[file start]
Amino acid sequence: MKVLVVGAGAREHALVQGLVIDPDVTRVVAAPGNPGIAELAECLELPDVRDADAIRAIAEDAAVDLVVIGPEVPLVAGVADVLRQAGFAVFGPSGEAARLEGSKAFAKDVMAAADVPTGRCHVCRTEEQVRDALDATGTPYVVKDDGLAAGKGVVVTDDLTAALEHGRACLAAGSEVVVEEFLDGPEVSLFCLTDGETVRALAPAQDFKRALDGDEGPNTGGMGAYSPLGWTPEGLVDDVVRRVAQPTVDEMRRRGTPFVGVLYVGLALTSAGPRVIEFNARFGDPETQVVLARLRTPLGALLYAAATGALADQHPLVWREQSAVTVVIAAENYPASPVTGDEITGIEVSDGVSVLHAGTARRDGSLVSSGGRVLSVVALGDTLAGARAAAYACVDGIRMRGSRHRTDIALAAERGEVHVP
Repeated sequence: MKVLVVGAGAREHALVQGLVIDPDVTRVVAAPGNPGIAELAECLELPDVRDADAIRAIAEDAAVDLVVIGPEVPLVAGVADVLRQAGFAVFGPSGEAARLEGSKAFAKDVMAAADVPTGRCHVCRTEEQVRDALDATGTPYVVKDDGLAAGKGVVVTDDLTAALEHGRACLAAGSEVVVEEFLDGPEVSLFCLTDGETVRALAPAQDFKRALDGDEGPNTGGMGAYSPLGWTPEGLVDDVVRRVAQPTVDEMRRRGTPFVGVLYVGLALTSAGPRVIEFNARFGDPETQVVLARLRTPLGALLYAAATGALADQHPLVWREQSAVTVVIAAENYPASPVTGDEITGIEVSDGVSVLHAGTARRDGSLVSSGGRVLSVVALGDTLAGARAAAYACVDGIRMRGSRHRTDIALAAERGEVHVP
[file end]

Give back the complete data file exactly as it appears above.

Amino acid sequence: MKVLVVGAGAREHALVQGLVIDPDVTRVVAAPGNPGIAELAECLELPDVRDADAIRAIAEDAAVDLVVIGPEVPLVAGVADVLRQAGFAVFGPSGEAARLEGSKAFAKDVMAAADVPTGRCHVCRTEEQVRDALDATGTPYVVKDDGLAAGKGVVVTDDLTAALEHGRACLAAGSEVVVEEFLDGPEVSLFCLTDGETVRALAPAQDFKRALDGDEGPNTGGMGAYSPLGWTPEGLVDDVVRRVAQPTVDEMRRRGTPFVGVLYVGLALTSAGPRVIEFNARFGDPETQVVLARLRTPLGALLYAAATGALADQHPLVWREQSAVTVVIAAENYPASPVTGDEITGIEVSDGVSVLHAGTARRDGSLVSSGGRVLSVVALGDTLAGARAAAYACVDGIRMRGSRHRTDIALAAERGEVHVP
Repeated sequence: MKVLVVGAGAREHALVQGLVIDPDVTRVVAAPGNPGIAELAECLELPDVRDADAIRAIAEDAAVDLVVIGPEVPLVAGVADVLRQAGFAVFGPSGEAARLEGSKAFAKDVMAAADVPTGRCHVCRTEEQVRDALDATGTPYVVKDDGLAAGKGVVVTDDLTAALEHGRACLAAGSEVVVEEFLDGPEVSLFCLTDGETVRALAPAQDFKRALDGDEGPNTGGMGAYSPLGWTPEGLVDDVVRRVAQPTVDEMRRRGTPFVGVLYVGLALTSAGPRVIEFNARFGDPETQVVLARLRTPLGALLYAAATGALADQHPLVWREQSAVTVVIAAENYPASPVTGDEITGIEVSDGVSVLHAGTARRDGSLVSSGGRVLSVVALGDTLAGARAAAYACVDGIRMRGSRHRTDIALAAERGEVHVP